Article posted on April 19, 2012

Academics have long discussed the benefits of increasing the diversity of the student body as a mechanism for increasing student retention and achievement. In looking at the changes in student body composition between 2002 and 2010, the table below provides the average distribution across four-year-degree–granting U.S. institutions. While still the majority on campuses, White students have seen a 4.7% decrease in the percent of total student body. During the same time period, African American and Hispanic students have experienced 0.75% and 1.20% increases, respectively.

Fall Enrollment Percentages by Student Racial/Ethnic Backgrounds
Year White African American Hispanic/Latino Asian/Pacific Islander Native American/Alaskan
2006 66.75% 11.84% 5.38% 4.40% 1.24%
2007 66.01% 11.93% 5.53% 4.47% 1.23%
2008 65.03% 12.08% 5.72% 4.59% 1.21%
2009 63.88% 12.31% 6.08% 4.57% 1.19%
2010 63.06% 12.50% 6.51% 4.51% 1.12%

Changes in the student body were also seen specifically at Doctoral/Research Universities, Master’s Colleges, and Baccalaureate Colleges. In particular, Doctoral/Research Universities (where White students comprise approximately 58% of the student body) saw a decrease of 3.27% in total student body composition. African American students have their largest increase at Baccalaureate Colleges (0.76%) in contrast to Hispanic students, who saw their largest increase (1.44%) at Doctoral/Research Universities. The enrollment proportion of Asian and Pacific Islander students remained constant across institutional type.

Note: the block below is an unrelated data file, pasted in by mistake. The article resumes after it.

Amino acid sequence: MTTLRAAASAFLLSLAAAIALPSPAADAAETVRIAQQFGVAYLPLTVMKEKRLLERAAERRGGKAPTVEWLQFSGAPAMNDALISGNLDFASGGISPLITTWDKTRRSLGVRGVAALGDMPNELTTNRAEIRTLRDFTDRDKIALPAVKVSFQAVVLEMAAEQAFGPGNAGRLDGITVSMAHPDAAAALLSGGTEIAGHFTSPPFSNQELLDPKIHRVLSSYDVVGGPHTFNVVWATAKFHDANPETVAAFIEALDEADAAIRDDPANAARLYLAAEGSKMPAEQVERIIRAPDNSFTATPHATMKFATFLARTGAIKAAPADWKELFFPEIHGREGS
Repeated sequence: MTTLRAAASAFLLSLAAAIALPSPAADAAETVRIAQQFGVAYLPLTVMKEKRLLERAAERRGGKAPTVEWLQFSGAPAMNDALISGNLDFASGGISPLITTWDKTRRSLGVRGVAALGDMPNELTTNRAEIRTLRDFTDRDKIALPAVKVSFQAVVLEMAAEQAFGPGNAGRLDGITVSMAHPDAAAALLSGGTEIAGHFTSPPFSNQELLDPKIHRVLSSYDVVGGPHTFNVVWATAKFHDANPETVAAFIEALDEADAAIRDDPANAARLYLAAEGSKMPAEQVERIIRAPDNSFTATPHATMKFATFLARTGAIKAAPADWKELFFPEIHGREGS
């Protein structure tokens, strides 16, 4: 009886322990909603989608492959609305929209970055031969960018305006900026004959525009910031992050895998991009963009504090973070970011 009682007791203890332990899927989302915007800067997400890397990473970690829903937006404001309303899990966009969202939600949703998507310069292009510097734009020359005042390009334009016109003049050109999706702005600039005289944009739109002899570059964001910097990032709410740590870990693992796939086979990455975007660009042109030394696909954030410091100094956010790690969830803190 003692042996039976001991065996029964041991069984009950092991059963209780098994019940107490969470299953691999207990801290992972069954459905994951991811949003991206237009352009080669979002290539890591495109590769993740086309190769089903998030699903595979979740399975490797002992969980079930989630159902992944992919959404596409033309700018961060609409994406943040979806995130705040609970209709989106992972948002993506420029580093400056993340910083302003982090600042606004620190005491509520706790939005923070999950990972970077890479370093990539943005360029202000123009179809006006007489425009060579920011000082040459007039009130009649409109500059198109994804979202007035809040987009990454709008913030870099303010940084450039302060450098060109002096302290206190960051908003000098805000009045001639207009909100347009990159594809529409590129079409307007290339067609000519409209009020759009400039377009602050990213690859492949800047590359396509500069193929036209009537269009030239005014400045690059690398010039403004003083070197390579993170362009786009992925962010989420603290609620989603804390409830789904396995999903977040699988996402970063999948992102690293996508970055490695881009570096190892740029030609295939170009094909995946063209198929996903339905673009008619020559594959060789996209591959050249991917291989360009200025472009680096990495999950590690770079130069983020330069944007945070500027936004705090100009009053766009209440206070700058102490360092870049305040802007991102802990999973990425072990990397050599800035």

Percent Change in Distribution of Fall Enrollment Students by Race and Ethnicity: 2002 – 2010
Institutional Type White African American Hispanic/ Latino Asian/Pacific Islander
Doctoral/Research Universities –3.27% 0.18% 1.44% 0.16%
Master’s Colleges –3.70% 0.36% 1.30% 0.08%
Baccalaureate Colleges –4.03% 0.76% 1.12% –0.10%


Across all institutions of higher education, there appears to be an increasing diversity among the student body. This signals not only an increased awareness of the benefits of student diversity, but also—when combined with previous evidence on the increasing rigor of college entrance requirements—an increasingly high level of preparation of minority high school graduates.